Suzanne Schroer
Reliability and Risk Analyst
Office of New Reactors

science_101_squeakychalkWelcome to the NRC’s new blog series, Science 101. Over the course of this series, NRC experts will discuss various scientific principles, with some of the later posts relying on principles and ideas discussed in earlier ones. So, in that sense, this blog series will play out much like a textbook, with each post (or chapter) building upon the previous one.

We hope the information in this series will be helpful to teachers, students and the public who want to better understand the science behind the NRC.

So where do we begin? The topic for today’s post is the atom. It’s considered the basic building block of matter.

Anything that has a mass—in other words, anything that occupies space—is composed of atoms. While its name originally referred to a particle that couldn’t be divided any more—the smallest thing possible—we now know that each atom is generally made up of smaller particles. Given that these particles make up atoms, they are often referred to as subatomic particles. There are three subatomic particles: protons, neutrons and electrons.

Two of the subatomic particles have electrical charges: protons have a positive charge while electrons have a negative charge. Neutrons, on the other hand, don’t have a charge. A fundamental rule is that particles with the same charge are repulsed from each other, while particles with opposite charges are attracted to each other. So, much like opposite ends of a magnet, protons and electrons are attracted to each other. Likewise, just as when you experience resistance trying to push the same ends of two magnets together, protons are repelled from other protons and electrons are repelled from other electrons.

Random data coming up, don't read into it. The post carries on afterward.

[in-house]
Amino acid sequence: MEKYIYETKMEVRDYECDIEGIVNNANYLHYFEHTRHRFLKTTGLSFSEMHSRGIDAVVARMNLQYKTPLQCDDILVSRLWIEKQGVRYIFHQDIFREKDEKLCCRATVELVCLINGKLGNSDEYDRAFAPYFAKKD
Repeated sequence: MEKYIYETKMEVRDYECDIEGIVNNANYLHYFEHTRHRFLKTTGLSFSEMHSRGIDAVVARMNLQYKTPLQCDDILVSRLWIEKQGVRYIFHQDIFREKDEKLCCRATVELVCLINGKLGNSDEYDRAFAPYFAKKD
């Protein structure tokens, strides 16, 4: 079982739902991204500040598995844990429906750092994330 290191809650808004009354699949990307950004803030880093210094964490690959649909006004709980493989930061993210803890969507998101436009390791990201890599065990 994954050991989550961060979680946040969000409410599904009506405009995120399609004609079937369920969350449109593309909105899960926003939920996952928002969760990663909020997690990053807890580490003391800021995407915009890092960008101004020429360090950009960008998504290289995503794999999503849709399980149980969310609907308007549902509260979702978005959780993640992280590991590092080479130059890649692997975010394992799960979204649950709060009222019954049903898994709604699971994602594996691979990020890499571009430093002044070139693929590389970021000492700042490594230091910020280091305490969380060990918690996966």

atom1The nucleus (or center) of an atom is made up of protons and neutrons. The number of protons in the nucleus, known as the “atomic number,” primarily determines where that atom fits on the Periodic Table. The number of protons in the nucleus also defines in large part the characteristics of an atom—is it a gas or a metal, for example.

Two atoms with an identical number of protons in their nuclei belong to the same element. An element, like hydrogen, oxygen or iron, is a substance that cannot be broken down—outside of a nuclear reaction—into anything else. In other words, one element cannot be transformed into another (again, with the exception of nuclear reactions).

Now, while the protons are the same in an element, the number of neutrons may vary from atom to atom. The number of neutrons determines what isotope an atom is. This is important to the NRC because the number of neutrons relative to the protons determines the stability of the nucleus, with certain isotopes undergoing radioactive decay. While radioactive decay can occur in a variety of ways, it is, simply put, the process by which unstable atoms break down, releasing particles (and energy).

Generally speaking, atoms with roughly matching numbers of protons and neutrons are more stable against decay. Given how important it is to the work of the NRC, the concept of radioactive decay will be taken up as part of a future blog post.

The nucleus of an atom is surrounded by a cloud of electrons. Remember, electrons are negatively-charged and are attracted to the positively-charged protons in the nucleus. An atom is considered to be electrically neutral if it has an equal number of protons and electrons. If an atom has a different number of electrons and protons, it is called an ion.

An important principle to know is electrons may be transferred from one atom to another or even shared between atoms (allowing atoms to bind together). These bonds allow for the formation of molecules, combinations of atoms (including those of different elements). Just as several atoms make up a molecule, many molecules make up a chemical. Chemicals will be the subject of our next Science 101 post.

The author has a bachelor’s degree in Nuclear Engineering and a master’s in Reliability Engineering.
%d bloggers like this: